Vegan superathlete Rich Roll mentions in Finding Ultra that he eats Brazil nuts for testosterone production, and Tim Ferriss suggests the same in the 4-Hour Body. (Although testosterone is less important for women, it’s not something to ignore entirely, especially for the over-50 set.)
While I haven’t had a blood panel done, if this simple self-test [warning: slightly NSFW] is worth anything, the Brazils are working.
The controversy around Brazil nuts is threefold:
First, they contain a fairly high amount of saturated fat. Not a big concern for me or most other vegans, since plant foods for the most part contain very little saturated fat.
Second, they contain more radium (a naturally occurring radioactive element) than any other food. This amount is small compared to environmental sources, though, and the body absorbs very little, so Brazil nuts are not believed to pose a serious health risk.
Finally, while some selenium is essential, too much is a bad thing. Further, Brazil nuts vary drastically in selenium content depending on their age and whether they’re shelled or not. For this reason, I limit the amount I eat to between one and four Brazils each day.
How I get them each day: After I write for 30-60 minutes each morning, I take a little break. During that break, I eat 1 to 4 brazil nuts, with Super Exciting Bonus (below). When I used to take a multivitamin, I took it during this break as well.
Super Exciting Bonus: B-12 supplement.
Look, if you’re vegan (or perhaps even if you’re a vegetarian who eats dairy), don’t mess around with B-12 deficiency. There are all kinds of myths floating around out there — the one I fell for was that it will take many, many years after you stop eating animal products for a deficiency to develop. This isn’t true, and I believe I experienced some of the symptoms last year until I started taking a supplement.
Some people will argue you can get B-12 from chlorella or “dirty produce,” but why risk it? By the way, get your B-12 in methylcobalamin form, instead of the cheaper and more common cyanocobalamin, which is not absorbed well.
How I get it each day: After eating brazil nut(s), I take a 1000 mcg B-12 lozenge (as methylcobalamin), dissolved under the tongue. [UPDATE: I don't take this large a dose anymore; I don't think mega-doses (of anything) are healthy. My B-12 supplement now supplies only 2.5 mcg per day.]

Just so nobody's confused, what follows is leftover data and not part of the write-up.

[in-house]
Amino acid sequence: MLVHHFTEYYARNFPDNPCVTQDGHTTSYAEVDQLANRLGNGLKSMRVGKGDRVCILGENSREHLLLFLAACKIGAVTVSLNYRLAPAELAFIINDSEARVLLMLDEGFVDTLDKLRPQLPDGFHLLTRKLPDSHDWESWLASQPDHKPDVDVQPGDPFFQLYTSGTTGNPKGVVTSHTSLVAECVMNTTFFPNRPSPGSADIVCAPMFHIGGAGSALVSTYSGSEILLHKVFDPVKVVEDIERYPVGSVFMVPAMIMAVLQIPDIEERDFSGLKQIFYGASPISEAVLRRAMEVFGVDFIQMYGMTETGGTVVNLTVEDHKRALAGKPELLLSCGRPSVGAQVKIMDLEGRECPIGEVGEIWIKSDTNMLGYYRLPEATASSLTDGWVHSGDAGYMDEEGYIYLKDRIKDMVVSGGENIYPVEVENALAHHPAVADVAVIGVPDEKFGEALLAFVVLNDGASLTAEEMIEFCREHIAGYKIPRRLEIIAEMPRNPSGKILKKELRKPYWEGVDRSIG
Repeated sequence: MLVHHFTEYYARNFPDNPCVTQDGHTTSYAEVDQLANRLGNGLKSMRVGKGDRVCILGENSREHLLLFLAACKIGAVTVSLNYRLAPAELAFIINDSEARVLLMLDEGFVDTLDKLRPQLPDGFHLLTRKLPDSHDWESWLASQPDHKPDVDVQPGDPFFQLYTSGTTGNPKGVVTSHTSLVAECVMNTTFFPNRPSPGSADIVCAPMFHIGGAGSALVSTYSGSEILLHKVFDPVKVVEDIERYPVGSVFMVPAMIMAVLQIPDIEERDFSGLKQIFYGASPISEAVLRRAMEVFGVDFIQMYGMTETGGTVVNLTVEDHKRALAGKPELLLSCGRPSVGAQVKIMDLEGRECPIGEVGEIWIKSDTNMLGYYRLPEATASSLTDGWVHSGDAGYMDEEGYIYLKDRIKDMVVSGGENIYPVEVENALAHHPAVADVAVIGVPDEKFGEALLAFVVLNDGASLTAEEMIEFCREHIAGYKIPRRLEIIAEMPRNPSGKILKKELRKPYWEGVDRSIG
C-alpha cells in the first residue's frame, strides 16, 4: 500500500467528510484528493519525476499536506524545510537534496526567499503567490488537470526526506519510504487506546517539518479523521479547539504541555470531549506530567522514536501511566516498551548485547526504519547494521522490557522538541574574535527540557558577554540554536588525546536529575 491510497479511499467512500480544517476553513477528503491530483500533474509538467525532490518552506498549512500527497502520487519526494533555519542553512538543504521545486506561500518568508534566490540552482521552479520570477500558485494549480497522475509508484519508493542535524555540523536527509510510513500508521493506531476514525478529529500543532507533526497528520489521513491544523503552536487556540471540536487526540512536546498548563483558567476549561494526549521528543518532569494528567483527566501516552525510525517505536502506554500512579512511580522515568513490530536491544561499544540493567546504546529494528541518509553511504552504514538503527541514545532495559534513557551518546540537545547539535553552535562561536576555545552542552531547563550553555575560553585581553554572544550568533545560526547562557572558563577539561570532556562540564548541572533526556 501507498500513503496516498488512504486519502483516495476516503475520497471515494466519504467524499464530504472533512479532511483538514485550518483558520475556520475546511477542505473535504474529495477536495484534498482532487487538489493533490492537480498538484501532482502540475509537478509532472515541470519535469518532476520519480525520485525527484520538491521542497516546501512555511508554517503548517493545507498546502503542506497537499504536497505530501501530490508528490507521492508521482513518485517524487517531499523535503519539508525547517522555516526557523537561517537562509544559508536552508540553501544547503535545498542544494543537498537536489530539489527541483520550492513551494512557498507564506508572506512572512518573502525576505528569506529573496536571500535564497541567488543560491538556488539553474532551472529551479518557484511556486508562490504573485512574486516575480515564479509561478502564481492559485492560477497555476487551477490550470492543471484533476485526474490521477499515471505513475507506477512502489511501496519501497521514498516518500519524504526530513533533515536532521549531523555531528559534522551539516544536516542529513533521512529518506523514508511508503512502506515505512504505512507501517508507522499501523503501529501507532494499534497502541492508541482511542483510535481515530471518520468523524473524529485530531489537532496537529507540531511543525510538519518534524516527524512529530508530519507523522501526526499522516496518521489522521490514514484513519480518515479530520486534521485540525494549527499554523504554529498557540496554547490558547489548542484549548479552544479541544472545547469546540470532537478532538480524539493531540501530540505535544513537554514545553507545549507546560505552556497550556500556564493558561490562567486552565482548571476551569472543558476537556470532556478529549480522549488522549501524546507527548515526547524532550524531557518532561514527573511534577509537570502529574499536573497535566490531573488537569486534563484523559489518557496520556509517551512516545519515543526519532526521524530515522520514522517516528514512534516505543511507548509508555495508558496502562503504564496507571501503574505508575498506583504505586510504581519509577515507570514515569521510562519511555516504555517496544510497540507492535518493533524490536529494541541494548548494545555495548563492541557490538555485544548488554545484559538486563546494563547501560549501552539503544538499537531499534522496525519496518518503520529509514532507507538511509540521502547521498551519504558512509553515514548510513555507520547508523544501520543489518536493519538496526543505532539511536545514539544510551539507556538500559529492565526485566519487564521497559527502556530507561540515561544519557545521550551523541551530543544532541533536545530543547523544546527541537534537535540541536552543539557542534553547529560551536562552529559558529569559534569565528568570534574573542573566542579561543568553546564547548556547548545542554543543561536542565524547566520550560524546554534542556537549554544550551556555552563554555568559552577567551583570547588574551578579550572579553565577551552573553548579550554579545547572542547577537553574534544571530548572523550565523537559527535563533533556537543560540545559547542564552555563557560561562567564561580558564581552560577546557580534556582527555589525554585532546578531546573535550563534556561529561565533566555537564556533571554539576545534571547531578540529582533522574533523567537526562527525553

7. Green tea.
Besides being an anti-oxidant powerhouse, green tea is an anti-angiogenesis food, meaning it “starves” cancer cells by inhibiting blood vessel grown in tumors. (At least that’s my understanding; see Dr. William Li’s TED talk on the topic.)
Green tea happens to be delicious and extremely interesting, in the same way that wine is, and I’m on a bit of a green tea journey myself. Dragonwell is still my favorite, but I often drink Sencha and Liu’an Gaupian too.
How I get it each day: During afternoon break from work — I either brew it fresh or drink it out of the fridge, where I store it in a beer growler, since the leaves are good for 3+ infusions and I can never drink that much at once. I drink it alongside dark chocolate (below).
8. Dark chocolate.
Another antioxidant-rich, anti-angiogenesis food, and another delicious one at that. I used to hate dark chocolate as a kid, but my tastes have gradually changed. Now I can’t get enough of 88% Cacao Endangered Species chocolate, and I don’t feel bad about eating a lot of it, as the fat and sugar contents are minuscule compared to what’s in the sweet stuff.
Read about many, many more reasons to eat dark chocolate every day, from Mark’s Daily Apple.
How I get it each day: During afternoon break from work, about half an ounce, with green tea (above).
9. Dark, leafy greens.
A no-brainer. If there’s a single food most of us need to eat more of, it’s dark, leafy greens. Just a few of the options — spinach, kale, collards, chard, arugula, and others on this infographic. Eat them raw as often as possible, wash them well, and vary your choices so that you’re not eating the same one over and over, to avoid potential dangers of concentrated heavy metals.
How I get it each day: Salad before dinner (if I didn’t already eat one at lunch).
It’s not just for guacamole anymore. Avocado packs high levels of healthy monounsatured fats to help lower bad cholesterol and raise good cholesterol levels, along with lots of vitamins, minerals, and phytonutrients. Honestly though, for me it’s the calories. The fat (and hence, total calorie) levels of avocados might be a concern for some, but as a vegan runner who goes through tons of calories, I don’t know of many whole food sources that are as densely packed with energy.
How I get it each day: Half an avocado with salad before dinner (if I didn’t already eat one at lunch). Occasionally, on a sandwich with Ezekiel bread for lunch.